Difference between Debt Financing and Equity Financing
Often businesses need external money to keep their operations going and invest in future growth. They can raise two types of capital: debt and equity. With debt, it’s the interest expense a firm pays on its debt. With equity, capital cost refers to the earnings claim given to the shareholders for their ownership interest in the business.
The amount of money required to get capital from various sources, called capital cost, is crucial in determining the optimal capital structure of a company. Capital cost is either expressed as a percentage or as a dollar amount, depending on the context.
When a company raises capital money by selling debt instruments to investors, it is known as debt financing. The individuals or institutions become creditors in return for lending the money and obtain a promise to repay the principal and the interest on the debt on a regular schedule.
Moreover, debt payments generally are tax-deductible. The drawback of debt financing is that lenders require interest payment, implying the total amount repaid is more than the initial amount. In addition, debt payments must be made irrespective of company revenue. This can be particularly dangerous for smaller or newer businesses.
Equity financing is the process of capital raising through the sale of a firm’s shares. With equity financing comes shareholder ownership interest. Equity finance could range from a few thousand dollars brought up by a private investor to an initial public offering (IPO) on a trillion-dollar stock exchange.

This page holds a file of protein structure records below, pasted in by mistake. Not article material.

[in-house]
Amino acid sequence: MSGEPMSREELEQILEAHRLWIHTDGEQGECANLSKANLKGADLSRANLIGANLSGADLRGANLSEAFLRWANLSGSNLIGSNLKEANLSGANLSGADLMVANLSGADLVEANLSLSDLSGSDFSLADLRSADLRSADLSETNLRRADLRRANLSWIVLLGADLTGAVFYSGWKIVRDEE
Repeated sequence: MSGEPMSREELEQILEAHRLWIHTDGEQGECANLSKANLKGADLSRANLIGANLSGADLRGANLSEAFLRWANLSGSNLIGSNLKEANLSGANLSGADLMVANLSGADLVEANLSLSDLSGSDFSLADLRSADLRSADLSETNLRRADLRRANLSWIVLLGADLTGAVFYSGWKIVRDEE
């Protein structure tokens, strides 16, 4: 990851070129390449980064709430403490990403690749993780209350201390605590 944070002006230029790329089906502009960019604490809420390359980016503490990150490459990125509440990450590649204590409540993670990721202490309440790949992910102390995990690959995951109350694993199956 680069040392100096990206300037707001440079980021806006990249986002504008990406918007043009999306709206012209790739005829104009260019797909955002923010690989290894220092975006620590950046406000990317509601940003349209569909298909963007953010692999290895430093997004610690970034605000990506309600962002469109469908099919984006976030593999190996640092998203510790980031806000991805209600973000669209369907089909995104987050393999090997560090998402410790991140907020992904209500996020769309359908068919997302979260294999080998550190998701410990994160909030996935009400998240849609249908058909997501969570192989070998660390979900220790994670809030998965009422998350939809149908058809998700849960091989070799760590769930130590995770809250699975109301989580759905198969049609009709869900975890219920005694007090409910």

Shareholders buy stock with the understanding that afterward, they own a small stake in the business. The business is then binding on shareholders and must generate consistent profits to maintain a healthy valuation of the stock and pay dividends. Because equity financing is a greater risk for the investor than debt financing is for the lender, equity costs are often higher than the debt costs.
It is less expensive for you, as your company’s original shareholder, to issue debt rather than equity. Taxes make the circumstances even better if you have debt because interest expenses are deducted from earnings before income taxes are levied and thus act as a tax shield.
Of course, the benefit of debt’s fixed-interest nature can also be a drawback. It introduces a fixed expense, thereby increasing the risk to a company. If a company does not generate enough cash, however, the fixed-cost nature of the debt can prove to be too burdensome. This basic idea signifies the debt-financing risk.
Companies are never entirely sure what their earnings will be (although they can make reasonable estimates) in the future. The more uncertain their future earnings, the greater the risk presented.
As a result, firms in highly stable industries with consistent cash flows generally make more massive use of debt than firms in risky sectors or firms that are very small and just start-up operations. It may be difficult for new businesses with high uncertainty to obtain debt financing and often finance their operations primarily through equity.